Westosha Central junior Anthony Medina successfully completed a solo flight for the school’s STEM Aviation Club earlier this month. The student became the sixth student to fly alone in the organization’s history (Submitted/The Report).

Flight possible through school’s aviation club

Westosha Central High School junior Anthony Medina, a member of the STEM Aviation Club, became the organization’s sixth student to take a solo flight aboard a plane he helped build on Dec. 2.

Medina’s flight came with challenges, according to a news release, which reported heavy air traffic.

“That day, with Flight Instructor John Putra on board, Anthony flew the traffic pattern well, there were many aircrafts in the pattern as it was the first nice day we had in over a month,” the release states.

Through Putra’s guidance, Medina employed strategies to managing traffic in flight, according to the release.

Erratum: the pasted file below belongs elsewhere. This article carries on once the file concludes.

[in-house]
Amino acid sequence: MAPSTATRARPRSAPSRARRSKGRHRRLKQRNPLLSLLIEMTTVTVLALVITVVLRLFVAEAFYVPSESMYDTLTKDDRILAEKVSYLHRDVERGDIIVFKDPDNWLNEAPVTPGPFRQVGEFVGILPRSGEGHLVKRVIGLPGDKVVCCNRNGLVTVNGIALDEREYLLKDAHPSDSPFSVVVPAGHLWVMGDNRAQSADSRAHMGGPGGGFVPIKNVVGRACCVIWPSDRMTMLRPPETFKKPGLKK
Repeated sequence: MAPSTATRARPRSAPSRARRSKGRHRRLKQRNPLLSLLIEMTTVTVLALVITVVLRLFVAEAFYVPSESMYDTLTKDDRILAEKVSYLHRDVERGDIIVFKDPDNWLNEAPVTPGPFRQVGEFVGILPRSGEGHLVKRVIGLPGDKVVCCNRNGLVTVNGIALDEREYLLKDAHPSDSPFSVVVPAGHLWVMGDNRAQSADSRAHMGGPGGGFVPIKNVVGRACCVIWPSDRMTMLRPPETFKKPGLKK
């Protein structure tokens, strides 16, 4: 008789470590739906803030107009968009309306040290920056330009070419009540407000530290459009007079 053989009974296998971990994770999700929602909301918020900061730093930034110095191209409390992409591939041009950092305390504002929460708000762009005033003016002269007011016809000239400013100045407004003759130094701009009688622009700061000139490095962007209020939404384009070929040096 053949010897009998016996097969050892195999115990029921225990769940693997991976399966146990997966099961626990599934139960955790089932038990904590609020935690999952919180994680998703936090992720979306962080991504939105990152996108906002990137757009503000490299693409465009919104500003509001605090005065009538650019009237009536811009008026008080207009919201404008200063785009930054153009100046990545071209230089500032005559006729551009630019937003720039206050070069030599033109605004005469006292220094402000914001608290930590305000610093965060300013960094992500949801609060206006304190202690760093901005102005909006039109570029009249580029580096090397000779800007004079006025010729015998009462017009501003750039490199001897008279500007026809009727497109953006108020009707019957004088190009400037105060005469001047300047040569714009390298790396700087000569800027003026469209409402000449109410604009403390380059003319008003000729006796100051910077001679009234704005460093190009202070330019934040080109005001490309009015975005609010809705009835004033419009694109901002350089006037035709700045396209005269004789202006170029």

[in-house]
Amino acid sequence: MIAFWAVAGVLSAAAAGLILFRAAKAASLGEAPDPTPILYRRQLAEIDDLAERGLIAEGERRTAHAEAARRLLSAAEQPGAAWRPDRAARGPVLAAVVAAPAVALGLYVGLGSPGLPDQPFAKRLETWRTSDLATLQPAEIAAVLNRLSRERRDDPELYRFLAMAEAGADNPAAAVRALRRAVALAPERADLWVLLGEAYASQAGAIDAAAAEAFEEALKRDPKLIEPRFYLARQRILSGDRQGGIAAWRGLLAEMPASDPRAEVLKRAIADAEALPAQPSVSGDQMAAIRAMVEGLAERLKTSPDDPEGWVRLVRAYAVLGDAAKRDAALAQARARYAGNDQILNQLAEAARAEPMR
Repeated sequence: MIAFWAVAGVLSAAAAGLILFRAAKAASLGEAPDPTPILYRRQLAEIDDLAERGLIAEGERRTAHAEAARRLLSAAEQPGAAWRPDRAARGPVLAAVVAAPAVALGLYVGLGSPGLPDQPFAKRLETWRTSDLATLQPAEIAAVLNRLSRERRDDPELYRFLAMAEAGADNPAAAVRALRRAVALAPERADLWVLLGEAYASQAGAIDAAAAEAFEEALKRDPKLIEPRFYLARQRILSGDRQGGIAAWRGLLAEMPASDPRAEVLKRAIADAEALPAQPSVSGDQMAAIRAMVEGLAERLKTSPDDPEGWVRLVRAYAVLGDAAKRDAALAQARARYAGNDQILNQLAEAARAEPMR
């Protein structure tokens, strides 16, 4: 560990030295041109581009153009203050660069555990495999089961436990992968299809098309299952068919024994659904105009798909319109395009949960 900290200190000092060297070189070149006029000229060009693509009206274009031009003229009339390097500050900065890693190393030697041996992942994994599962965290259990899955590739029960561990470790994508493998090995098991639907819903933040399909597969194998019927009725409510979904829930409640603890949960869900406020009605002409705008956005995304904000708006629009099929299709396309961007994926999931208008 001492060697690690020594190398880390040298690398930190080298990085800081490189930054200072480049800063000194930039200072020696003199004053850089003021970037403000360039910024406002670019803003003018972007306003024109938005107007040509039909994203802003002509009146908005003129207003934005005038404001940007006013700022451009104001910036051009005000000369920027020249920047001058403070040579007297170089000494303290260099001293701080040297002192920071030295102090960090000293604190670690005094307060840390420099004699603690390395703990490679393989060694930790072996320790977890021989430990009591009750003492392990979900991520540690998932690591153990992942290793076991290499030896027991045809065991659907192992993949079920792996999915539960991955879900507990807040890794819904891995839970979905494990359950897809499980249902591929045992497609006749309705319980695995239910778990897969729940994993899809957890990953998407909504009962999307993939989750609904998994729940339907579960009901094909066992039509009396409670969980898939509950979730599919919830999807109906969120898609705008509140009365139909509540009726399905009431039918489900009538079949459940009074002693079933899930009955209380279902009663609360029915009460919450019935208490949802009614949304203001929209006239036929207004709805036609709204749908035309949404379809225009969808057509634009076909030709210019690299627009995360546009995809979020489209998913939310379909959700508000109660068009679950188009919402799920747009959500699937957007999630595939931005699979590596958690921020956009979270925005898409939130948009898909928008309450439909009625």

In spite of the challenges, Medina states in the release he came prepared, noting he and Putra spent time planning for the solo flight.

“Once I arrived to our airport I felt ready to fly, whether or not I was going to solo,” Medina wrote. “It was a clear day with a lot of other aircraft in the pattern. We went up and practiced my landings on runway 29.”

After a series of practice runs, the newest solo flier took control of the cockpit, flying Falcon 1 alone.

With a checklist on hand, Medina made a successful landing, crediting Putra’s instruction.

“I didn’t think about anything else other than what I was taught,” Medina wrote.

Although Medina did not build Falcon 1, according to the release, he learned the concept of the instructional aircraft by building the program’s second plane, Falcon 2.

“As far as building a plane…it is freaking awesome!” Medina said. “Building Falcon 2 lets me understand the whole concept and design of the Van’s RV-12. It is such a beautiful aircraft.”

Medina’s accomplishment was made possible through nonprofit organization Eagle’s Nest, which donated supplies and the aircraft kit for students to assemble, and program advisor James Senft.

Medina acknowledged Senft for his dedication to the program.

“He spends many many hours on maintaining our plane and fiscal aspects of our club,” Medina wrote. “His work is definitely making an impact for the future of aviation.”


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